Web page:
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Hansen Trust board advises UC to sell the farm

The Hansen Trust advisory board has recommended that UC sell the historic Faulkner Farm in Santa Paula because it has become too expensive to maintain, according to a article in today's Ventura County Star.

The farm now houses the UC Hansen Agricultural Center, named for Ms. Thelma Hansen. She left almost all of her family's estate -- nearly $12 million -- to the University of California when she passed away in 1993 to benefit and sustain local agriculture through research and education. In 1997, funds from the trust were used to purchase the 27-acre Faulkner Farm.

The stately Faulkner House, built in 1894 and listed on the National Register of Historic Places, is the facility's centerpiece. Designed in the Queen Ann style, the house has a basement, two main living floors and a finished room in the tower. A large red barn on the Faulkner property was built in 1886.

John Krist, a member of the Hansen Trust advisory board and chief executive officer of the Ventura County Farm Bureau, said the trust has not been able to carry out its mission with Faulkner Farm, according to the article. Only 10 percent of the trust’s $1 million annual budget now directly supports education and research, he said.

The article said UC administrators will have the final say on the sale, a decision that is expected to take several months.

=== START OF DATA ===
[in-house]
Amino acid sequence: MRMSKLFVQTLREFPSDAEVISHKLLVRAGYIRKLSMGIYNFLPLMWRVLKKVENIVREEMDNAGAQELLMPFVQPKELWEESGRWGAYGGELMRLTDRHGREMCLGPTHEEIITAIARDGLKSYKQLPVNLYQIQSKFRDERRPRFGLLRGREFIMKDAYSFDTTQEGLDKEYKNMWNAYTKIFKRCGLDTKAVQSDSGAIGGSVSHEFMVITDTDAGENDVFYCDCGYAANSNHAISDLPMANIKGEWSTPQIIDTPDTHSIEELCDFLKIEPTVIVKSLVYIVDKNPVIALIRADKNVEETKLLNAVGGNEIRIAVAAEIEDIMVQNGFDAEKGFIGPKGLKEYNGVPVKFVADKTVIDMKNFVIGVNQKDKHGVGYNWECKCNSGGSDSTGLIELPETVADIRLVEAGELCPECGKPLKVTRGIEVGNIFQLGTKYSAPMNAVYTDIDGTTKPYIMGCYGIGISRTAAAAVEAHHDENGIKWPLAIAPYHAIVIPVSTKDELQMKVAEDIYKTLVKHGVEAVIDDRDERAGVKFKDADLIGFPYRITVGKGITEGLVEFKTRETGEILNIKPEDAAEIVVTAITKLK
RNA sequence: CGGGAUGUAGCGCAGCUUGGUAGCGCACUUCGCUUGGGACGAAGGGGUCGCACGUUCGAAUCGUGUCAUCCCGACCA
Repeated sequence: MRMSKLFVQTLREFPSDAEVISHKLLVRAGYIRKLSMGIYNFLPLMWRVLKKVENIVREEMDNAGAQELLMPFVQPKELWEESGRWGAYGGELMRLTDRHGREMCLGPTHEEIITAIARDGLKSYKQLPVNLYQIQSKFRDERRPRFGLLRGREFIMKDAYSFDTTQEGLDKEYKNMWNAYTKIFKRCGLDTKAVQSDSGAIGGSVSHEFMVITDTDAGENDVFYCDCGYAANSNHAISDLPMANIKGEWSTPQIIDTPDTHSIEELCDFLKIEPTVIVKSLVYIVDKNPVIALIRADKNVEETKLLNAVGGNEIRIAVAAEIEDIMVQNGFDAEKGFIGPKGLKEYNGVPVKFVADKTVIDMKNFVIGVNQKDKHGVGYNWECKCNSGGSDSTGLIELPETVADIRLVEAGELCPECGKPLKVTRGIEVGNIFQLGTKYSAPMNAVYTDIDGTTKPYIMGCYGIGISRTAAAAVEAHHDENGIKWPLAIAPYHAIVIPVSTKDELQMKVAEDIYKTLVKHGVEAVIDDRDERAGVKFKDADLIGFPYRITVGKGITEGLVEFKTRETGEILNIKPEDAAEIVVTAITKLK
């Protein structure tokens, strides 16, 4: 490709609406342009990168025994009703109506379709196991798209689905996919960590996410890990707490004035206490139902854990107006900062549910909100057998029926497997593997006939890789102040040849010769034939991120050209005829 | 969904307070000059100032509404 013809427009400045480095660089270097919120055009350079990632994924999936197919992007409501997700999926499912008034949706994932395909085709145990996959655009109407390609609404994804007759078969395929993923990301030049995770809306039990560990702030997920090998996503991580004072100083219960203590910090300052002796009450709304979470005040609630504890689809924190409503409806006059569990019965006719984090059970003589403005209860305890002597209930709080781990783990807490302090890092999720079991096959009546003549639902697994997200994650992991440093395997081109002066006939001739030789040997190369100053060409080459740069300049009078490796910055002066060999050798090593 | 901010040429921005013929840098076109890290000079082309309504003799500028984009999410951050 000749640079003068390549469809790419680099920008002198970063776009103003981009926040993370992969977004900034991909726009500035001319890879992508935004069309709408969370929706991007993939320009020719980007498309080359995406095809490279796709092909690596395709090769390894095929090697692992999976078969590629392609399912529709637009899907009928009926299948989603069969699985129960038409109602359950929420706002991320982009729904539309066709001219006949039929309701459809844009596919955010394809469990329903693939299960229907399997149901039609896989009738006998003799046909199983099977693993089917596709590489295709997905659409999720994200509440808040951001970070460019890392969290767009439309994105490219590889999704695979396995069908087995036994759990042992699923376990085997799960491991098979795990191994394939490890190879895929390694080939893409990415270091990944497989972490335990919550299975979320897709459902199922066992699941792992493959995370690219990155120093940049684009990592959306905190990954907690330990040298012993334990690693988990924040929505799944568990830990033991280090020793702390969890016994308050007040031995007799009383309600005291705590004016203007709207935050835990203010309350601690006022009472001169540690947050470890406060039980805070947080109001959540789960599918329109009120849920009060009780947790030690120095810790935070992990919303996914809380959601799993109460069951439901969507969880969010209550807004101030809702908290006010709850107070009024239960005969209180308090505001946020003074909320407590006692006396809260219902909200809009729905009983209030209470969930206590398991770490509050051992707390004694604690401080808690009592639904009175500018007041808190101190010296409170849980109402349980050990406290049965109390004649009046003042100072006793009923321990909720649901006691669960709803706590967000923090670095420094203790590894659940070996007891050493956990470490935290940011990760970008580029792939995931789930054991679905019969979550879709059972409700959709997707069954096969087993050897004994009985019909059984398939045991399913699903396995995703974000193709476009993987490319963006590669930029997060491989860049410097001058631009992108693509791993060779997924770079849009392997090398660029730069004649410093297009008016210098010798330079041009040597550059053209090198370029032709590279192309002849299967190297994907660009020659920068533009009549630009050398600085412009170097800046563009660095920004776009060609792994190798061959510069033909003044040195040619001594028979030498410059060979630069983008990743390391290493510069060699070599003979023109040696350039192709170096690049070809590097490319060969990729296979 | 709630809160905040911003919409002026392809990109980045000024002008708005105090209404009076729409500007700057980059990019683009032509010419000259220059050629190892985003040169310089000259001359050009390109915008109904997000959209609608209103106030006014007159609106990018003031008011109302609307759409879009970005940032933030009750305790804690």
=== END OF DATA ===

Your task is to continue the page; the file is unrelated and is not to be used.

An aerial view of the Faulkner Farm.
An aerial view of the Faulkner Farm.

Posted on Friday, July 23, 2010 at 7:42 AM

Comments:

1.
5/12/15 I am G W Faulkner's Great-Granddaughter and was glad Thelma.s Trust was going to keep farming in the community. So many small towns give way to strip malls or mass housing.Santa Paula is the citrus capital of the world right? So why cannot the trustees put farming in the classroom & in the field.. Why can't the future farmers work with local schools & Rotary to help the farm & help the community. Why can't you use the upkeep and restoration needs to teach the soon to be lost building techniques. It seems like a win win for all. The farm gets its needs met & the students learn sustainable farming & carpentry.When the farm was purchased the needs of upkeep had to be known. Perhaps the acquisition was far more important than the needs of students and community after all.Every house,barn etc. has upkeep now you whine about it like its new to you. Which is it, you want to keep farming alive and well or you don't. You want to teach or you want fame and fortune. I saw this as an opportunity for all. Now I wonder

Posted by Barbara Courtemanche on May 12, 2015 at 6:02 PM

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